# mean of two floating point numbers: why $a+\frac{b-a}{2}$ is better than $\frac{a+b}{2}$?

$$a$$ and $$b$$ are the floating point representation of two real numbers with no constraints (they can be both negative or both positive or one positive and the other negative and so on).

I read in the Armadillo codebase, a linear algebra library, that the "robust" mean of the two $$a$$ and $$b$$ is computed as $$a+\frac{b-a}{2}$$ and not as the (naïve) $$\frac{a+b}{2}$$.

I imagine that it is more robust for what regard the overflow that it can happen when $$a$$ and $$b$$ are similar to half the largest representable value; moreover I feel that if $$a\approx b$$ then the cancellation error incurring in their subtraction will not be a problem.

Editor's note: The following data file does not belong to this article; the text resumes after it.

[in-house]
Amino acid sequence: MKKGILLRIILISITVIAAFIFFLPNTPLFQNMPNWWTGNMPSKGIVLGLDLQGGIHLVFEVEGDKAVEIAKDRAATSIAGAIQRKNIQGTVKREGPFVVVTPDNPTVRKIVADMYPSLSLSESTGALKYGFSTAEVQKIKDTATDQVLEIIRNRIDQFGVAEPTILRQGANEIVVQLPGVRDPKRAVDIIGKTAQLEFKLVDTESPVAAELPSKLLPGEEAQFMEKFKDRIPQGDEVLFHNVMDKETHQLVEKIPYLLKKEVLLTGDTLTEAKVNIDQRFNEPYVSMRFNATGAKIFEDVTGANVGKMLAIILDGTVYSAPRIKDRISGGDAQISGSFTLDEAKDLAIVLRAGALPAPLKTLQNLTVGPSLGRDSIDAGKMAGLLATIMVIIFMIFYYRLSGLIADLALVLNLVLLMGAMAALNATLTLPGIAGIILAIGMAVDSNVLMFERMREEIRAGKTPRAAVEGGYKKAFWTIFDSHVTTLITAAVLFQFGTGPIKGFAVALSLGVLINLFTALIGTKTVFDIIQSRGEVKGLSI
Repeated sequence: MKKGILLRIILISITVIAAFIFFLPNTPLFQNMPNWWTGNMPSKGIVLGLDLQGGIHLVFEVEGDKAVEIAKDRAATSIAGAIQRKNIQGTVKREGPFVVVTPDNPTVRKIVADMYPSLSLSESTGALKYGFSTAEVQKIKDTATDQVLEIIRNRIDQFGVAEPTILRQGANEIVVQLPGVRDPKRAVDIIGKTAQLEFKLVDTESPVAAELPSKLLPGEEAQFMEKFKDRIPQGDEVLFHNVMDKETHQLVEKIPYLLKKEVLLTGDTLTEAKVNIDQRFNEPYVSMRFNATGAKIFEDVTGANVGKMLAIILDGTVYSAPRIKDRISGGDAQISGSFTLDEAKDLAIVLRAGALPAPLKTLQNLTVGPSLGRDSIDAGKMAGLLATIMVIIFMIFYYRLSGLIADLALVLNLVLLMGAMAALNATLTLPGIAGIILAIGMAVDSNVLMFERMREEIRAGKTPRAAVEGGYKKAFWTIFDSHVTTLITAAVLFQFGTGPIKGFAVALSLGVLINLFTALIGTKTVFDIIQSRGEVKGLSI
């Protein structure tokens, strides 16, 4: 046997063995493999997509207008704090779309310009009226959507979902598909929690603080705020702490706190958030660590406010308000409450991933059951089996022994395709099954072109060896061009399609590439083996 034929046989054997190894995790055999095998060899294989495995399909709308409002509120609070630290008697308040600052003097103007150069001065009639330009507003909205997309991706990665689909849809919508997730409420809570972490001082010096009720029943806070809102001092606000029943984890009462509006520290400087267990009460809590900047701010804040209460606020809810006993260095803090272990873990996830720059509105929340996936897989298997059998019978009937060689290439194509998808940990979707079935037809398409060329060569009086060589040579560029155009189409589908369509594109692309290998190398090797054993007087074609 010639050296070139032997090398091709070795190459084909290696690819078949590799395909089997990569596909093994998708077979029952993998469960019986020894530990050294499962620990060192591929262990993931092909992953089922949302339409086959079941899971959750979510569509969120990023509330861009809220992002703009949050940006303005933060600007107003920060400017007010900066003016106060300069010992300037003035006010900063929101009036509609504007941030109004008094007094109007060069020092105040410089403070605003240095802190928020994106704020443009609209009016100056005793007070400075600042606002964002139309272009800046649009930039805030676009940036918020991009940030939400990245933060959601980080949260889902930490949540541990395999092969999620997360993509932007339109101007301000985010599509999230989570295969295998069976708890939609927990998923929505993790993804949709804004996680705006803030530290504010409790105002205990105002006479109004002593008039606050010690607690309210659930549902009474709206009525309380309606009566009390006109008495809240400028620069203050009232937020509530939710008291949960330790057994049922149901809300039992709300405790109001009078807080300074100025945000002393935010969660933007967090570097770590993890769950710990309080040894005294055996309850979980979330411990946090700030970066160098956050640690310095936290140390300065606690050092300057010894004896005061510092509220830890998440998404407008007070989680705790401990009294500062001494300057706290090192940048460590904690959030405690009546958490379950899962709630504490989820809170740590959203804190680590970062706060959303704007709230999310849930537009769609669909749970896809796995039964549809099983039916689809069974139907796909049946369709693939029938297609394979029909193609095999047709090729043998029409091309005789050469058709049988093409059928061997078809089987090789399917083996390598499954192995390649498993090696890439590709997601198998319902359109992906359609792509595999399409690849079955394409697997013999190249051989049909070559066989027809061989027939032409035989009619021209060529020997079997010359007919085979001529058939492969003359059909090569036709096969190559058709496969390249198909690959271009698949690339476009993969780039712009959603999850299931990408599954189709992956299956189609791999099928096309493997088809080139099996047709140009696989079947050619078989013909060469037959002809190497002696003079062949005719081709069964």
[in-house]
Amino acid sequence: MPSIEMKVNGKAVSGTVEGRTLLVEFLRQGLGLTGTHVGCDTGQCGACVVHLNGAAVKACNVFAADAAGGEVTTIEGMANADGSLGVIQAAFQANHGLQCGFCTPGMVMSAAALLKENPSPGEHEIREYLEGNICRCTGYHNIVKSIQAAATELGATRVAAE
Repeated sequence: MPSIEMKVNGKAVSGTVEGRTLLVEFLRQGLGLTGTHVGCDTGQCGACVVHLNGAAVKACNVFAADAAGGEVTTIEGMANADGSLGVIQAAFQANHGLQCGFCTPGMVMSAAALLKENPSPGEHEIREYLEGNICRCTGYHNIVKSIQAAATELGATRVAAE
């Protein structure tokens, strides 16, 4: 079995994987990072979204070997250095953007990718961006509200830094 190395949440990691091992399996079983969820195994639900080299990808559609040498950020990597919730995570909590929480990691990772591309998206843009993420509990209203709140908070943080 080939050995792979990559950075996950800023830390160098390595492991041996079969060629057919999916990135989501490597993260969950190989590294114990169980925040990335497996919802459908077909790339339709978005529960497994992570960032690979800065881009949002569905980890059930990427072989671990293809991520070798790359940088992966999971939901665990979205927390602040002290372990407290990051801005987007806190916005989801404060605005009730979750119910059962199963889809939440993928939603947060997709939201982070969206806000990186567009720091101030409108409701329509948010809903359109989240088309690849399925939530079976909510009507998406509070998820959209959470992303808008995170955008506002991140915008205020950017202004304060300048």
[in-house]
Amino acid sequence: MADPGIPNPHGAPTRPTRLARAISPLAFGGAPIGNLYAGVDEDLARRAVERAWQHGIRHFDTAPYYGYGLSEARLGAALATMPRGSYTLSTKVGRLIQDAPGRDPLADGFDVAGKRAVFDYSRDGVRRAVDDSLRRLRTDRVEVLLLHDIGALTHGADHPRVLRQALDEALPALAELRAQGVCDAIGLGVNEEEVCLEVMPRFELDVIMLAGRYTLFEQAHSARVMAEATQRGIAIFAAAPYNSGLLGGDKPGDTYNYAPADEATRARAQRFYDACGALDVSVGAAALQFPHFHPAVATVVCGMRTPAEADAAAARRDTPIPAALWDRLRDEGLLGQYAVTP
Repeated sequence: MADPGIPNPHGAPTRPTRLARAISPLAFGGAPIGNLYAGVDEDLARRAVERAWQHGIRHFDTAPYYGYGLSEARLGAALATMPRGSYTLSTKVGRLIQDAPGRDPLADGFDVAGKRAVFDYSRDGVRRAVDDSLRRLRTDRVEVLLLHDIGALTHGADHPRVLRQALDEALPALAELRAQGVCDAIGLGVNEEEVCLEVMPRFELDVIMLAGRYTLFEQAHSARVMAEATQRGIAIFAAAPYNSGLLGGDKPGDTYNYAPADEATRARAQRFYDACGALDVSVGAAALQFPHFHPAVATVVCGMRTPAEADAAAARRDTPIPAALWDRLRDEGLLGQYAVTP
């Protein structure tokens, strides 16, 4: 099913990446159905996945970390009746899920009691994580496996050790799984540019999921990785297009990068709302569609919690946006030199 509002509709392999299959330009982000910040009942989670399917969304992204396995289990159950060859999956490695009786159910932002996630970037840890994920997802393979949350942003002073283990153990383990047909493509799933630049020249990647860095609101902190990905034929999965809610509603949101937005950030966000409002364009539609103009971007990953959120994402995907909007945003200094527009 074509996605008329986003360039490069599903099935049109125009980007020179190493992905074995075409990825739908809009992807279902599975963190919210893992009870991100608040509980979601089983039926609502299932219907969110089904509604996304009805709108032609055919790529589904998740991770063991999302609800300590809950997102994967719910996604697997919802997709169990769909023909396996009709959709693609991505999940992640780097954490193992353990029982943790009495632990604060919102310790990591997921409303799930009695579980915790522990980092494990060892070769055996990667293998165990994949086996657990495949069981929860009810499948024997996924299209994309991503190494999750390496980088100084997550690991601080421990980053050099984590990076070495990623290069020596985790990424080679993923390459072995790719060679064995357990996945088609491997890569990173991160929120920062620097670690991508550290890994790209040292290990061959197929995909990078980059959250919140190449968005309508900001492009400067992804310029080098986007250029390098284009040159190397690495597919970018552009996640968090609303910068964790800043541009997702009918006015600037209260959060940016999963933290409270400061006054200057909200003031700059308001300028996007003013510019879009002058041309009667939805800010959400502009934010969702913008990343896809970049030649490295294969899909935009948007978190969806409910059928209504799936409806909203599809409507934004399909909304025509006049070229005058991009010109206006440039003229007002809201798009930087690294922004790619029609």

But, how one can rigorously prove these intuitions?

• Are the numbers positive? Do we know that $a\leq b$? – Arthur Aug 5 '20 at 11:58
• It should be just to avoid exceeding INT_MAX = 2147483647 (or any maximum integer allowed) when calculating a+b. – VIVID Aug 5 '20 at 12:35
• dl.acm.org/doi/10.1145/2493882 – Dhanvi Sreenivasan Aug 5 '20 at 12:35
• @VIVID: But it is counter-productive in that regard if $a$ and $b$ have opposite signs. – TonyK Aug 5 '20 at 12:36
• Yes, it was relative to my first comment. For the original question, a more general case was extensively discussed in math.stackexchange.com/questions/907327/… – Lutz Lehmann Aug 5 '20 at 18:32